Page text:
Sylvia was crying. She had been talking about her children and her divorce, but what has brought it to a head just then seemed to be the heat, the weight of the haul bag on her back, and the overwhelming presence of El Cap above. Neither Sylvia nor Pete had been to Yosemite before, and neither had been on a big wall.
The presence of 3000 foot of granite constantly above you gets into you, gets right into your guts. You want it, but it scares you. We had been on Zodiac, which is rated A3. A3 means that you might get hurt if you pull a piece, and that if you aren’t careful, pieces will pull. I hadn’t been careful, I’d been lazy, pulled a piece and then the following three below that failed one after the other. Pete had been rocketed up off the belay, but the Grigri had done its stuff, and all was well, but nerves had been set on edge. However the real issue was the heat. It was mid-September, 92F and we were a still a long walk from the river.
A few days later the temperatures had dropped into the 80’s and hitting the wall once more felt sane. Kevin seemed the ideal El Cap partner: twice my weight, and therefore able to haul; had a massive rack of new cams; had already stashed some food and water on Dolt Tower, so we wouldn’t have to take so much; and he had done 14 pitches of trad in his life, so was almost an old hand. He had also climbed the first quarter of the route twice before, but his partners had backed off, so I knew he was keen. Just before we left the ground he told me he was a diabetic, hence the food stash on Dolt, and showed me what to inject him with if I ever found him slumped unconscious.
On Sunday we hauled all the gear four pitches up to Sickle Ledge then rapped down for a swim in the river.
Monday, 3:30am, and I’m having a fight with a raccoon whilst trying not to wake the whole of the campsite. Wherever I put my harness, helmet, wash kit, anything, it makes a dash for it. I finally make it to the van, we drive over to the Nose and Kevin says goodbye to his wife. We jug back up in the dark and start a pleasant day of climbing, pendulumming and hauling into and up the Stovelegs – a 300ft crack cutting through clean granite. When we reach Dolt we find someone has stolen Kevin’s food, despite the note he had attached to it. I knew I was happy on half rations, but wasn’t so sure about Kevin. He told me he would be fine, probably. And at least the water was still there.
Tuesday. We are woken by someone taking a dump on the ledge. He then smokes some dope, brings his partner up, turns on the ghetto blaster he has strapped to his harness and heads up our rope and into the dawn laughing while he jugs.
The day goes well with more granite, more cracks. We finish a pitch below Camp IV, on a ledge which isn’t even nice for one person to sleep on, so we set up my single portaledge. An unnecessary luxury, but we’re on holiday. It looks very small compared to Kevin but we manage to both squeeze on.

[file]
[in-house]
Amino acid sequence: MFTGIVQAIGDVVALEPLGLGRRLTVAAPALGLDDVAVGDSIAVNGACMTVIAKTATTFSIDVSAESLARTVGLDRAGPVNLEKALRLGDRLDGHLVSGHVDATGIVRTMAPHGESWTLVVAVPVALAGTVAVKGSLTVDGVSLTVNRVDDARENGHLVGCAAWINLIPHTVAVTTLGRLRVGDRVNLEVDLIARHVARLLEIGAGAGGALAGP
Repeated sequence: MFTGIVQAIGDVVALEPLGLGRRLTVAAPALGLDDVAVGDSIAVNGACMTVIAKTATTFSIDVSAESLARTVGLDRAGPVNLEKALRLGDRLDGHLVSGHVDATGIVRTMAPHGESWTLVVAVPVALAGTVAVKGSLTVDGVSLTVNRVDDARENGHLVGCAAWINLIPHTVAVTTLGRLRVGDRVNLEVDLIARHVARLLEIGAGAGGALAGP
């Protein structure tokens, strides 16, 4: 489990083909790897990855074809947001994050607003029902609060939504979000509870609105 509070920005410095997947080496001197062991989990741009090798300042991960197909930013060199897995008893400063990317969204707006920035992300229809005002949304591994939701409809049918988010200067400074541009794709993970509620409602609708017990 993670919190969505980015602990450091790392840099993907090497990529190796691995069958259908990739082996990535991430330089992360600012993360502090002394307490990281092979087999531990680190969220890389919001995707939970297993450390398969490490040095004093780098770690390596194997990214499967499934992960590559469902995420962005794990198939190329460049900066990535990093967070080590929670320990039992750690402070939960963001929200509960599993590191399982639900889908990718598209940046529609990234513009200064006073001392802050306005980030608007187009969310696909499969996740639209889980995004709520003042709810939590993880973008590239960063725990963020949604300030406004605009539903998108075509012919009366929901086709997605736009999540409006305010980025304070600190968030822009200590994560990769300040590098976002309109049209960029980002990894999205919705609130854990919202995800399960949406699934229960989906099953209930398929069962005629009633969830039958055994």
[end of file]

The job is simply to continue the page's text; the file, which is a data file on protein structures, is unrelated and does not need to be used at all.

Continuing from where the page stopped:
Wednesday sees us through the Great Roof and at Camp V. The only drama is when my jumar pops off the rope and I’m falling. The Grigri locks. Looking down we see eight climbers converging on Camp IV. We know there won’t even be room for some of them to sit down tonight. Just before bed we are joined by Chantel Astorga who is trying to be the first women to solo The Nose in less than a day. She has dropped one of her jumars and is having to jug with a Grigri. We lend her one of ours and she climbs off into the dark. Kevin is looking very tired. If he doesn’t regain his energy levels by morning, I might be forced to do my fair share of hauling.
Thursday. One bagel and an apple for breakfast and the food is all gone. Before the second pitch Kevin asks to sit down for a couple of minutes as he isn’t feeling very strong. He looks a different man than the one that left the ground three days previously. A pitch higher and we are met by the sight of a team cleaning Camp VI as part of the annual Yosemite Facelift. Not often you see people wearing face masks and protective clothing on a wall using long poles to fish for poo.
At the top we ferry the gear up the easy slope. The Poles have some dried pasta. As they had no water left they weren’t able eat it on the route. We have lots of water, so we trade and sit together with a couple from the Czech Republic talking, drinking tea, making friends and laughing into the night. By morning Kevin is recovered and almost strong enough to carry both bags down the hill, which is just as well because I’m bushed.
When we reach Yosemite Valley Kevin’s wife is waiting for all of us with a face full of smiles and a meal prepared. It tastes unbelievable. Maybe anything would have, but I’m not sure: it had obviously been made with a lot of love.
More cracks and corners. We don’t need to be fast. Just fast enough not to get tangled in the tide of rising climbers monkeying up the wall below us. By the time we are nearly at the top the sun is setting, the wind is vicious and it feels like it might snow. Kevin leads us to the top (it is his climb, he needs to own it, he deserves it). Unfortunately he doesn’t like the look of the belay bolts he finds, seems confused and is worrying about whether they’re safe. He refuses to haul on them, so tries to climb up the final easy pitch, but can’t. He decides to haul from the bolts. Then he changes his mind, again, but still can’t make the moves because of rope drag. I’ve been hanging for an hour and I’m hoping the stuff I’m meant to inject him with is where we put it. I’m joined by two Polish climbers who wonder what is going on, but are relaxed about the cold. Kevin finally hauls.